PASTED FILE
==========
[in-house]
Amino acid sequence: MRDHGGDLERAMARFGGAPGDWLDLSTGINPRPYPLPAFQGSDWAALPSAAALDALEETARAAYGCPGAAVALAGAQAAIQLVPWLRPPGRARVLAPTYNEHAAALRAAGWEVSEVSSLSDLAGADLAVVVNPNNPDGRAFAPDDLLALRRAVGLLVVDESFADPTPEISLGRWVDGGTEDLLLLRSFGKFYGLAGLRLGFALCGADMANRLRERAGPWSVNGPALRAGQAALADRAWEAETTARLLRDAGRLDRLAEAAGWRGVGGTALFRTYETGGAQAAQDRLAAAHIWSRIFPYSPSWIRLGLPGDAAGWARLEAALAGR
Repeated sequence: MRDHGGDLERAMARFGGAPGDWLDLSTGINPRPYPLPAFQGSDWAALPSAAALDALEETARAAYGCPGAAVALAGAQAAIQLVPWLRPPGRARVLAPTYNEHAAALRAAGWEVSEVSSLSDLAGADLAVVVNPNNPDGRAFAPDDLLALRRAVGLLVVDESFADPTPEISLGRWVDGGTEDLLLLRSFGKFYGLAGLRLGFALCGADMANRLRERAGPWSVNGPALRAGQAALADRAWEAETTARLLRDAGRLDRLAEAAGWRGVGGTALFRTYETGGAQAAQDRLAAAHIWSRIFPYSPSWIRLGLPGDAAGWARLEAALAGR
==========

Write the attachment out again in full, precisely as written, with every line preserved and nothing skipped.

[in-house]
Amino acid sequence: MRDHGGDLERAMARFGGAPGDWLDLSTGINPRPYPLPAFQGSDWAALPSAAALDALEETARAAYGCPGAAVALAGAQAAIQLVPWLRPPGRARVLAPTYNEHAAALRAAGWEVSEVSSLSDLAGADLAVVVNPNNPDGRAFAPDDLLALRRAVGLLVVDESFADPTPEISLGRWVDGGTEDLLLLRSFGKFYGLAGLRLGFALCGADMANRLRERAGPWSVNGPALRAGQAALADRAWEAETTARLLRDAGRLDRLAEAAGWRGVGGTALFRTYETGGAQAAQDRLAAAHIWSRIFPYSPSWIRLGLPGDAAGWARLEAALAGR
Repeated sequence: MRDHGGDLERAMARFGGAPGDWLDLSTGINPRPYPLPAFQGSDWAALPSAAALDALEETARAAYGCPGAAVALAGAQAAIQLVPWLRPPGRARVLAPTYNEHAAALRAAGWEVSEVSSLSDLAGADLAVVVNPNNPDGRAFAPDDLLALRRAVGLLVVDESFADPTPEISLGRWVDGGTEDLLLLRSFGKFYGLAGLRLGFALCGADMANRLRERAGPWSVNGPALRAGQAALADRAWEAETTARLLRDAGRLDRLAEAAGWRGVGGTALFRTYETGGAQAAQDRLAAAHIWSRIFPYSPSWIRLGLPGDAAGWARLEAALAGR